Philosophia Naturalis 50 (2):277-305 (2013)

Authors
Matias Kimi Slavov
Tampere University
Abstract
This article investigates the relationship between Hume’s causal philosophy and Newton ’s philosophy of nature. I claim that Newton ’s experimentalist methodology in gravity research is an important background for understanding Hume’s conception of causality: Hume sees the relation of cause and effect as not being founded on a priori reasoning, similar to the way that Newton criticized non - empirical hypotheses about the properties of gravity. However, according to Hume’s criteria of causal inference, the law of universal gravitation is not a complete causal law, since it does not include a reference either to contiguity or to temporal priority. It is still argued that because of the empirical success of Newton ’s theory—the law is a statement of an exceptionless repetition—Hume gives his support to it in interpreting gravity force instrumentally as if it bore a causal relation to motion.
Keywords Newton, Isaac  Hume, David  Gravity  The Law of Universal Gravitation  Causation  History and Philosophy of Science  Philosophy of Nature
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Reprint years 2015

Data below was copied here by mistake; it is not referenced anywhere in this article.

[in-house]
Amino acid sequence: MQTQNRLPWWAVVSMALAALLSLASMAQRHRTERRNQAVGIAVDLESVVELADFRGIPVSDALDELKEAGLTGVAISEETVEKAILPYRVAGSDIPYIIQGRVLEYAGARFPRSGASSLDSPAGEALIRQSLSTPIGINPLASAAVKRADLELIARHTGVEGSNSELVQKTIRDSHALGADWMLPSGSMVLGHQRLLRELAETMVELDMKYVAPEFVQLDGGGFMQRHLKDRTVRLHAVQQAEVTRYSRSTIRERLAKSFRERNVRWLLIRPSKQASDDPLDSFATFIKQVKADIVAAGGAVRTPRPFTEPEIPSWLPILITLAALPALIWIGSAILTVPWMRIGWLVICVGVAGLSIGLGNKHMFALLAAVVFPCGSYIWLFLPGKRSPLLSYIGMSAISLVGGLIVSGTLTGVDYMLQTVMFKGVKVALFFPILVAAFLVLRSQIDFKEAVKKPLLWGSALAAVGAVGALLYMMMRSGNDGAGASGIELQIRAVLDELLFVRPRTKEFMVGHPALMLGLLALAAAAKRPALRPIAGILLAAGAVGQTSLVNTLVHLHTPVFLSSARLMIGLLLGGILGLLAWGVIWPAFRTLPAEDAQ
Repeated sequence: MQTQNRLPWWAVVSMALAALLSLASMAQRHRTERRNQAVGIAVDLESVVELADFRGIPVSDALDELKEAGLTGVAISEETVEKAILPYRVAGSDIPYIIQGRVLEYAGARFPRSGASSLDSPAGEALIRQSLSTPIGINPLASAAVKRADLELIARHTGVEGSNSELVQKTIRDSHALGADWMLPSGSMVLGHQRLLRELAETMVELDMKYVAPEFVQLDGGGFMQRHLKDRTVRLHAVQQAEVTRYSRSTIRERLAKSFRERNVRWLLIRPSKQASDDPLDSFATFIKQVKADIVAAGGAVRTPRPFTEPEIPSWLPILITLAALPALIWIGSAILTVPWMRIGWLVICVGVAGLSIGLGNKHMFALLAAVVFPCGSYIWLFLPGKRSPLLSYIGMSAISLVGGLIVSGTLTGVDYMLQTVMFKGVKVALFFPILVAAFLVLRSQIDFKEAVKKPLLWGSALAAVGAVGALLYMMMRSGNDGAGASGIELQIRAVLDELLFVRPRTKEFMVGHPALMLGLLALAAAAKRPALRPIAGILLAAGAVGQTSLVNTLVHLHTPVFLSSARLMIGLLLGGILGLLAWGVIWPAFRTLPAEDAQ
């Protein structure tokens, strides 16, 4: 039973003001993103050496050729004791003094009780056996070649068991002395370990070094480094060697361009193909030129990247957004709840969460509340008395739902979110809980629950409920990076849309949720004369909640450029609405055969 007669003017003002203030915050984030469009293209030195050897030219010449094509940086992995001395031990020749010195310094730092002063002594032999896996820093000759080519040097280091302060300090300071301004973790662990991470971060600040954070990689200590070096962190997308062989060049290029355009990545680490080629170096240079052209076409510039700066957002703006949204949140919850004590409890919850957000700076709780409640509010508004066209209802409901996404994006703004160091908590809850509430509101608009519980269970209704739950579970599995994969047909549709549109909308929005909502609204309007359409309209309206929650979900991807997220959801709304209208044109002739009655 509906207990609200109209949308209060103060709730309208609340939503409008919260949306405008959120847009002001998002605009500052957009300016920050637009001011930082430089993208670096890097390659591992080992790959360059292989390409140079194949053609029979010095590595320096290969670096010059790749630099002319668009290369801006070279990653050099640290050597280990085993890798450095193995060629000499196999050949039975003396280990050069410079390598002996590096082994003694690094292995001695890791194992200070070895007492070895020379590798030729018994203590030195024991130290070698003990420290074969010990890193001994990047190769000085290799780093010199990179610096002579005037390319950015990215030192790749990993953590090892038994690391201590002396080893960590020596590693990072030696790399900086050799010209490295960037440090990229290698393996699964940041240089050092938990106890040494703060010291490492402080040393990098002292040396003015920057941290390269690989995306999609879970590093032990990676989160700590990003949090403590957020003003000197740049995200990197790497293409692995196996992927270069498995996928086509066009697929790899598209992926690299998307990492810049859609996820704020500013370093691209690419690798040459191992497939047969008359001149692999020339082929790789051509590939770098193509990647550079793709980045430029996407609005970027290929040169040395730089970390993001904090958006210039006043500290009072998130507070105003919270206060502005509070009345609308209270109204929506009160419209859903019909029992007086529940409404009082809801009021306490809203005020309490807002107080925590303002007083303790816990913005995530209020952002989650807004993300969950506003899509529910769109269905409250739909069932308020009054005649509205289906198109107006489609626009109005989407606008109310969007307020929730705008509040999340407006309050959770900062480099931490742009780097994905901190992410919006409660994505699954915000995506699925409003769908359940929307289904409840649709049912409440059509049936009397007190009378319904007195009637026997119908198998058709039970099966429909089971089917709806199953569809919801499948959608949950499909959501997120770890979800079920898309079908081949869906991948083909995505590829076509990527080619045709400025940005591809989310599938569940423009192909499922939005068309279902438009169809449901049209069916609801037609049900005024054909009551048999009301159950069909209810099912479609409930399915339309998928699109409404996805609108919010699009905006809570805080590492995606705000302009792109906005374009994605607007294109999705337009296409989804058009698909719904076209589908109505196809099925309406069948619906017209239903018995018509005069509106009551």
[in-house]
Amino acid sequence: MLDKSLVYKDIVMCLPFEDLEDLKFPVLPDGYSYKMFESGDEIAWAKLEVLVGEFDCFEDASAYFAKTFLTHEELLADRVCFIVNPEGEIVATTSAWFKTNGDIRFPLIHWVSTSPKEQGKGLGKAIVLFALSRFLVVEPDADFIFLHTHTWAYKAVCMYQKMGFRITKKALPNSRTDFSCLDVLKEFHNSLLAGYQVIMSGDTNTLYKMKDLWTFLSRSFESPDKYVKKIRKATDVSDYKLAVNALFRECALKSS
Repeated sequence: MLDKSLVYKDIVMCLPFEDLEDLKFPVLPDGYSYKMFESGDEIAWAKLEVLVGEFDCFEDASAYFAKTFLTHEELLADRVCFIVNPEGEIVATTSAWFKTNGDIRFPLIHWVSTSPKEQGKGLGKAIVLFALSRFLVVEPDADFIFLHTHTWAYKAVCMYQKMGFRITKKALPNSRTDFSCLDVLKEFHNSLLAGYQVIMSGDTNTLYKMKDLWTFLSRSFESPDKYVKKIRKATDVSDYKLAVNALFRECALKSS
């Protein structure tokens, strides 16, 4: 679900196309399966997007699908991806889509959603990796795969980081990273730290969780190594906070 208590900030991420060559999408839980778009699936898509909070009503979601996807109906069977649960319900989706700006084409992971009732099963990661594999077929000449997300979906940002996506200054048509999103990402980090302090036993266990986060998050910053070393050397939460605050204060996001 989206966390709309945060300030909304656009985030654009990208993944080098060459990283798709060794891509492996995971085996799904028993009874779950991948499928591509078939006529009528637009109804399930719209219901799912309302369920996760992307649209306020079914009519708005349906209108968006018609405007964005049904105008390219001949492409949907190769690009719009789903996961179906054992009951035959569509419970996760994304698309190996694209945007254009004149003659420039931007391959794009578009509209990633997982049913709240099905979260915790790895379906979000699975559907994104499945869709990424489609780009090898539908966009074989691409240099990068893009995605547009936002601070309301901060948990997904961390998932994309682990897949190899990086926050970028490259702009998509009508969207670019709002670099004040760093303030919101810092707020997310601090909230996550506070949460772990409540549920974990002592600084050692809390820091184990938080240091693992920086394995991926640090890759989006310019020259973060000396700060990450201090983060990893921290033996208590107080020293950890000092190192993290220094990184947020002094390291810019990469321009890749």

DOI 10.3196/003180215815620396
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References found in this work BETA

A Treatise of Human Nature.David Hume & A. D. Lindsay - 1958 - Philosophical Quarterly 8 (33):379-380.
An Enquiry Concerning Human Understanding.David Hume - 1955 - In Steven M. Cahn (ed.), Exploring Philosophy: An Introductory Anthology. Oxford University Press. pp. 112.
Opticks.Isaac Newton - 1704 - Dover Press.

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Citations of this work BETA

Newtonian and Non-Newtonian Elements in Hume.Matias Slavov - 2016 - Journal of Scottish Philosophy 14 (3):275-296.
Newton and Hume.Matias Kimi Slavov - forthcoming - Encyclopedia of Early Modern Philosophy and the Sciences.
Essays Concerning Hume's Natural Philosophy.Matias Slavov - 2016 - Dissertation, University of Jyväskylä

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